This is a chapter on Community Economies for the Routledge Handbook of Global Development. The chapter discusses how a community economies approach to development focuses on seeking out and strengthening already existing post-capitalist worlds. This involves community economies scholars using action research methods to work with community-based partners to help make post-capitalist activities more visible, and then to devise ways and means to build on and strengthen these activities.
Much of the debate over sustainable development revolves around how to balance the competing demands of economic development, social well-being, and environmental protection. “Jobs vs. environment” is only one of the many forms that such struggles take. But what if the very terms of this debate are part of the problem? Reimagining Livelihoods argues that the “hegemonic trio” of economy, society, and environment not only fails to describe the actual world around us but poses a tremendous obstacle to enacting a truly sustainable future.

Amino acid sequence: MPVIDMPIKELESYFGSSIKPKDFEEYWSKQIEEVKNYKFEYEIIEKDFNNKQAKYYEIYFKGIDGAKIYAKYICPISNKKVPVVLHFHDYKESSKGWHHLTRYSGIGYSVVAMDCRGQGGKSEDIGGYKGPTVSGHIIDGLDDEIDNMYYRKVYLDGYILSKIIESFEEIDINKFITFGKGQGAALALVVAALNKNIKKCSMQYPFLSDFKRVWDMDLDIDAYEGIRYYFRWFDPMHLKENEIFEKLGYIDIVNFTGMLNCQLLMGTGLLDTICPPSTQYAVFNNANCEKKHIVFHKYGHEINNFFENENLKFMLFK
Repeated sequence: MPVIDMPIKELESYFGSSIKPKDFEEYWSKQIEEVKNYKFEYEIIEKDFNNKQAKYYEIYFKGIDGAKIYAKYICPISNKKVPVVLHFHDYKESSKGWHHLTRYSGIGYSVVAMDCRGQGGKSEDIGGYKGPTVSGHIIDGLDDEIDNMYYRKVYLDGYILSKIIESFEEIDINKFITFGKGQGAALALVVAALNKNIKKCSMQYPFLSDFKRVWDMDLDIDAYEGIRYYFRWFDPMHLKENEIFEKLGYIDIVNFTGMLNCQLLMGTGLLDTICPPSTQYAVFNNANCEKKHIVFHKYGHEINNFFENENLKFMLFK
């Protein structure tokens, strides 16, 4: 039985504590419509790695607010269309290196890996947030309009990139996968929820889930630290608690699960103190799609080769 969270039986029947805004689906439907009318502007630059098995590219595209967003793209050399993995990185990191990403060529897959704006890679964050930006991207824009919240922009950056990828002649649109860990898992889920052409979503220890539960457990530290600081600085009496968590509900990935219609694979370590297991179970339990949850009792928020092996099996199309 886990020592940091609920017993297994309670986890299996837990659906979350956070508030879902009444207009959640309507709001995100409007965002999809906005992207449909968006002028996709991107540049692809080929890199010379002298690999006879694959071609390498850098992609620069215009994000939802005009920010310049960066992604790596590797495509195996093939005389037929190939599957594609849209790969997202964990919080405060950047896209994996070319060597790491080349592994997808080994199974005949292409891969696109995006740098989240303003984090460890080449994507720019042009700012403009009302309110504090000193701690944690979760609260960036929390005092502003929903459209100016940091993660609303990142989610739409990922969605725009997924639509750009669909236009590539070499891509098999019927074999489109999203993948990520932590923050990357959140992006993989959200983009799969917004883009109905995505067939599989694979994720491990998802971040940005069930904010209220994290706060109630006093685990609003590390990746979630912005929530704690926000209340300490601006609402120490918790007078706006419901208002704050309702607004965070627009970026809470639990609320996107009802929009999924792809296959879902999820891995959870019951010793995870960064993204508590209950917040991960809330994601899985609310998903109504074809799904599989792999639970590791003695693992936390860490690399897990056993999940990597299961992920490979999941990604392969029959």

This chapter appeared in a volume that brought together work on alternative economic and political forms. My piece is in the section on “Alternative spaces of social enterprise and development" and considers how post-development thinking, such as that present in the work of geographers like J.K. Gibson-Graham or Lakshman Yapa, can support concrete efforts for real change in the world.
A post-development approach to world-making has arisen from a critique of the idea that development, especially economic development, is yoked to capitalist growth. This approach extends the long tradition of critique that has accompanied the hegemonic rise of a mainstream development project focused on the 'problem" of less developed regions of the world. As we see it, the challenge of post-development is not to give up on development, but to imagine and practice development differently.